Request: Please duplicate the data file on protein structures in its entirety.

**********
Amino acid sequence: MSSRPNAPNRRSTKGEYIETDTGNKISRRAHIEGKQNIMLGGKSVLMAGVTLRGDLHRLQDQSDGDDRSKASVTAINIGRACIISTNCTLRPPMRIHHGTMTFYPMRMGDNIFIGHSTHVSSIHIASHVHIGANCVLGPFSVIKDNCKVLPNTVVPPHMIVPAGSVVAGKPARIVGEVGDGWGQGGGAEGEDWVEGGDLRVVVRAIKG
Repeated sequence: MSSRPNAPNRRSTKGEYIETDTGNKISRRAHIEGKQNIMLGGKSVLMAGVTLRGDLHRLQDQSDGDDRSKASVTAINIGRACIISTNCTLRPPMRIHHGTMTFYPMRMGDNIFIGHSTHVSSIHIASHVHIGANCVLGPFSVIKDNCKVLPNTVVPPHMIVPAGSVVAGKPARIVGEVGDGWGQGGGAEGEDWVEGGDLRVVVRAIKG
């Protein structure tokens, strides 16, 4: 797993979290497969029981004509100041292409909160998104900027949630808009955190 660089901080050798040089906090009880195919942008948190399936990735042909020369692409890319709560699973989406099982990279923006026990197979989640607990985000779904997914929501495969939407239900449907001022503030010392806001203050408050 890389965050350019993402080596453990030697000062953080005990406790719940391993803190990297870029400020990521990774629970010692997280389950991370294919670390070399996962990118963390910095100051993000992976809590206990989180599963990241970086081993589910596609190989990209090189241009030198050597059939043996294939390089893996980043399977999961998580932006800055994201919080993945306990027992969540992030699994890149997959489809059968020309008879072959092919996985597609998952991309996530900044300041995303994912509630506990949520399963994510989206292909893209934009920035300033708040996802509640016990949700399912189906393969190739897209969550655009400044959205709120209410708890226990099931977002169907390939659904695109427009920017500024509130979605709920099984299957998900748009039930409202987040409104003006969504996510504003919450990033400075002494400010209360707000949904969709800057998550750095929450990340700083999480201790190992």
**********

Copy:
Amino acid sequence: MSSRPNAPNRRSTKGEYIETDTGNKISRRAHIEGKQNIMLGGKSVLMAGVTLRGDLHRLQDQSDGDDRSKASVTAINIGRACIISTNCTLRPPMRIHHGTMTFYPMRMGDNIFIGHSTHVSSIHIASHVHIGANCVLGPFSVIKDNCKVLPNTVVPPHMIVPAGSVVAGKPARIVGEVGDGWGQGGGAEGEDWVEGGDLRVVVRAIKG
Repeated sequence: MSSRPNAPNRRSTKGEYIETDTGNKISRRAHIEGKQNIMLGGKSVLMAGVTLRGDLHRLQDQSDGDDRSKASVTAINIGRACIISTNCTLRPPMRIHHGTMTFYPMRMGDNIFIGHSTHVSSIHIASHVHIGANCVLGPFSVIKDNCKVLPNTVVPPHMIVPAGSVVAGKPARIVGEVGDGWGQGGGAEGEDWVEGGDLRVVVRAIKG
């Protein structure tokens, strides 16, 4: 797993979290497969029981004509100041292409909160998104900027949630808009955190 660089901080050798040089906090009880195919942008948190399936990735042909020369692409890319709560699973989406099982990279923006026990197979989640607990985000779904997914929501495969939407239900449907001022503030010392806001203050408050 890389965050350019993402080596453990030697000062953080005990406790719940391993803190990297870029400020990521990774629970010692997280389950991370294919670390070399996962990118963390910095100051993000992976809590206990989180599963990241970086081993589910596609190989990209090189241009030198050597059939043996294939390089893996980043399977999961998580932006800055994201919080993945306990027992969540992030699994890149997959489809059968020309008879072959092919996985597609998952991309996530900044300041995303994912509630506990949520399963994510989206292909893209934009920035300033708040996802509640016990949700399912189906393969190739897209969550655009400044959205709120209410708890226990099931977002169907390939659904695109427009920017500024509130979605709920099984299957998900748009039930409202987040409104003006969504996510504003919450990033400075002494400010209360707000949904969709800057998550750095929450990340700083999480201790190992």